I was talking to a customer about their ebook publishing programme last week and heard that they are looking for a simple way to send copies of reflowable and fixed layout ebooks out for approval. Their question was this:
“Is there a straightforward way for someone outside of the company to open and read an eBook?”
Well someone once said “knowledge is power” and as the newly christened head of the BookMachine Production channel I thought I should share the answer I gave them here.
A little history
EPUB2 was first approved as an ebook standard way back in 2007. For reflowable text novels it was, and arguably still is, a good enough format. However, ebooks have the potential to be much more. Lots of new features that have were introduced into of the EPUB3 standard such as audio, video, animation, read aloud text highlighting, fixed layout design control and more. Here’s a longer list if you really want to know more.
With extra interactions and much better accessibility too it sounds like a good idea, right? But, although EPUB3 happened five years ago, still today the appetite from publishers for adding interactivity into their ebooks is… well… lets say less than ravenous. There are a few reasons for this but one of the biggest is the lack of reliable support for these feature in most ebook reading devices.
The IDPF (the body that decide upon and maintain the EPUB standards) have made it their mission to encourage the uptake of the modern EPUB3 standard. A very neat way for them to demonstrate how modern EPUB3 readers could and should work is by building one. They have done this. It’s called Readium. It’s very good.
Not content with just demonstrating how it can be done they also license the SDK (the ‘software development kit’) to ebook developers for use in their own products e.g. Adobe Digital Editions and Cloudshelf Reader. But, best of all, they allow web developers and everyone else to use Readium in the browser entirely free of charge.
How to open ebooks in your browser
On any modern desktop or laptop PC or Mac:
1) Install and Open the Google Chrome Browser.
2) Install the Readium Chrome Extension
3) Launch and click the ‘Add to Library’ (the plus icon) to upload any EPUB2 or EPUB3 either reflowable or fixed layout.
4) Click on the cover to open and read the EPUB, including the table of content, links and rich interactive features all work right there in the browser.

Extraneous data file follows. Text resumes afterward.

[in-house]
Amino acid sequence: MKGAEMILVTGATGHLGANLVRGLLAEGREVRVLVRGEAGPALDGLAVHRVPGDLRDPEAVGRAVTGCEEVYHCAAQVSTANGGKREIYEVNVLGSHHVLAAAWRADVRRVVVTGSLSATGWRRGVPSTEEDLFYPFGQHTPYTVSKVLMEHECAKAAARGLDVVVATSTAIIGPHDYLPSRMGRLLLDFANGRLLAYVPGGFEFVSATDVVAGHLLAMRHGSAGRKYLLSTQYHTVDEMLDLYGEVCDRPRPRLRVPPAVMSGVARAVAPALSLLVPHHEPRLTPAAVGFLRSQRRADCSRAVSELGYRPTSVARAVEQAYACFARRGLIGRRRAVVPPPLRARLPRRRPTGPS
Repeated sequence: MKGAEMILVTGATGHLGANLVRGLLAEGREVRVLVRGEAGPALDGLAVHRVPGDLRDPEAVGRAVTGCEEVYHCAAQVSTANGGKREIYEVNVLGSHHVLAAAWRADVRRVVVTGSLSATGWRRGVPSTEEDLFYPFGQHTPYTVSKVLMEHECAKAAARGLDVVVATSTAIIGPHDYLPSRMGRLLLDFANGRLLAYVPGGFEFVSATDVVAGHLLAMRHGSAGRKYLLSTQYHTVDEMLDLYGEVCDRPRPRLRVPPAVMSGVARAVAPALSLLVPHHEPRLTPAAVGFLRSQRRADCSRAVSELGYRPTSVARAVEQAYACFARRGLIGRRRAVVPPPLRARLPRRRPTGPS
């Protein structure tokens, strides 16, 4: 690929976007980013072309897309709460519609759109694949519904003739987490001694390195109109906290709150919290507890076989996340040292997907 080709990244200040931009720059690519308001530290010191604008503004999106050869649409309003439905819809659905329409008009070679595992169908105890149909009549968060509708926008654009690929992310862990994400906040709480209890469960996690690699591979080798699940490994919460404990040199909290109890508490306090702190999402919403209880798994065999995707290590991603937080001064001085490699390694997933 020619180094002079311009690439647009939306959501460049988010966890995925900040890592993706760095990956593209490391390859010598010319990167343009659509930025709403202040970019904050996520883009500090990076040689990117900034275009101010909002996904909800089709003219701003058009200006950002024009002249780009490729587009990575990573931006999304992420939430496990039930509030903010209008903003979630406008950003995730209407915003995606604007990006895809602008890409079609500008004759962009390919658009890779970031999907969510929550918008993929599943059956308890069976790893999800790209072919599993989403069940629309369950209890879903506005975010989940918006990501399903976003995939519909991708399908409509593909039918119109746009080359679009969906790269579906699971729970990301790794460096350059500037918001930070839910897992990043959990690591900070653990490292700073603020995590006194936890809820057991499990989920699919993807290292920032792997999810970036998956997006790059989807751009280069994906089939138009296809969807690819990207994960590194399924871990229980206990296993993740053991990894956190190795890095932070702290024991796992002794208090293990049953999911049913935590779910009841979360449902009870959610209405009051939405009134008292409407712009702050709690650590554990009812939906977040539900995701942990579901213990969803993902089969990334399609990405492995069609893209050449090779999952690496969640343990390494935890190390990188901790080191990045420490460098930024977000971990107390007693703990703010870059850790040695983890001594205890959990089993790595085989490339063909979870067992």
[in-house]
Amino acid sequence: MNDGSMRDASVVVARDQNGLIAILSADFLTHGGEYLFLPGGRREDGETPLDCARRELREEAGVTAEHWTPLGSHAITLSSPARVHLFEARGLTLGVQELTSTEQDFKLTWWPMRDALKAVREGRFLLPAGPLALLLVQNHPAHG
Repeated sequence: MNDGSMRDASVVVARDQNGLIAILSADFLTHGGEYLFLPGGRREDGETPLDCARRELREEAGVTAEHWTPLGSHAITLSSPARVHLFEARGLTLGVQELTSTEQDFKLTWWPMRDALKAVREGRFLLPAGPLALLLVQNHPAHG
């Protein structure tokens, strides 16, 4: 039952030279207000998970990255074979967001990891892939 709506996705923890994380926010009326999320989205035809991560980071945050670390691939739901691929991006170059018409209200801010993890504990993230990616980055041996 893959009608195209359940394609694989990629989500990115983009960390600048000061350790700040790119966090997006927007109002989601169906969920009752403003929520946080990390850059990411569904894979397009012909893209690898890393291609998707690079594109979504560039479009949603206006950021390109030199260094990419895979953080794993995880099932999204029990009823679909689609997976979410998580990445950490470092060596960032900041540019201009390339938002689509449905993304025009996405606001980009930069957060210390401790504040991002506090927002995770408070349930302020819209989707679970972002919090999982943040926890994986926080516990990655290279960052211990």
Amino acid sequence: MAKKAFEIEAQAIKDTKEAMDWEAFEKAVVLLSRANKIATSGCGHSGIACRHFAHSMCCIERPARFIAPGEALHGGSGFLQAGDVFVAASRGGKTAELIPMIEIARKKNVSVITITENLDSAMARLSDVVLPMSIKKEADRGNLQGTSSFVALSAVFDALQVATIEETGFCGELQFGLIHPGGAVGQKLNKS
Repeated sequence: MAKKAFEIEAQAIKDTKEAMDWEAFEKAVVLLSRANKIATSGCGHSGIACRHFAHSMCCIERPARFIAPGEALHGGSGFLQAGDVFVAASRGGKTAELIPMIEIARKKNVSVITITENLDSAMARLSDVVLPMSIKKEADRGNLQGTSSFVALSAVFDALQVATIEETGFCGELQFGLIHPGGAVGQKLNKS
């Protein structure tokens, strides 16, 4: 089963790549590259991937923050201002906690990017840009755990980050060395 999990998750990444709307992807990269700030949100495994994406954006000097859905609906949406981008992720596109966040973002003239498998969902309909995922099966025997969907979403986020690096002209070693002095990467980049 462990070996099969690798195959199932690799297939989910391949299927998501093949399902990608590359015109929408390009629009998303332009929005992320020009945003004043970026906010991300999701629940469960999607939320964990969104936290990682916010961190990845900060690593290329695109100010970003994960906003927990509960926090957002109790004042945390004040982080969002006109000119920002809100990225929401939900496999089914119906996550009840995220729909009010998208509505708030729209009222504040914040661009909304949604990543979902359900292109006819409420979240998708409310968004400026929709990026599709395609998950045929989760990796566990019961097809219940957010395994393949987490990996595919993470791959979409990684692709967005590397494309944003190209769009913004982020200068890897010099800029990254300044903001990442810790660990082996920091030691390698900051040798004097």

Note: By adding a book to the library you are not uploading it. Even though you are in a browser, the Readium Chrome Extension will continue to work whilst offline.
Tip: To delete an ebook you must view the library in list view and then click on the ‘Details’ button to find the ‘Delete’ button.
A word of warning
The EPUB is an ‘open’ standard just like MP3 or PDF. This is important and intentional but it does mean that sending your unrestricted EPUB file to someone means they are able to read and also SHARE this file, just like you did. Along with discoverability, the restrictions on sharing that Apple, Amazon and other ebook retailers add on top the ebook is the real value that they add for their 30% cut of the sale price.
For publishers looking for a little more, these powerful Readium tools also make it possible for companies like mine to build more features into a browser based service. For instance by adding full text search and access/sharing controls that work by simply sharing a URL that can be opened in any modern browser.
Take a look at an example here.
Ken Jones is a publishing software expert with over ten years experience as Technical Production Manager, software trainer and developer at DK and Penguin Group UK. Ken’s company ‘Circular Software’ provides software tools and services for a range of illustrated book publishing customers including Hachette, Macmillan, Penguin Random House, Thames & Hudson and Nosy Crow. Contact Ken via twitter @circularken or www.circularsoftware.com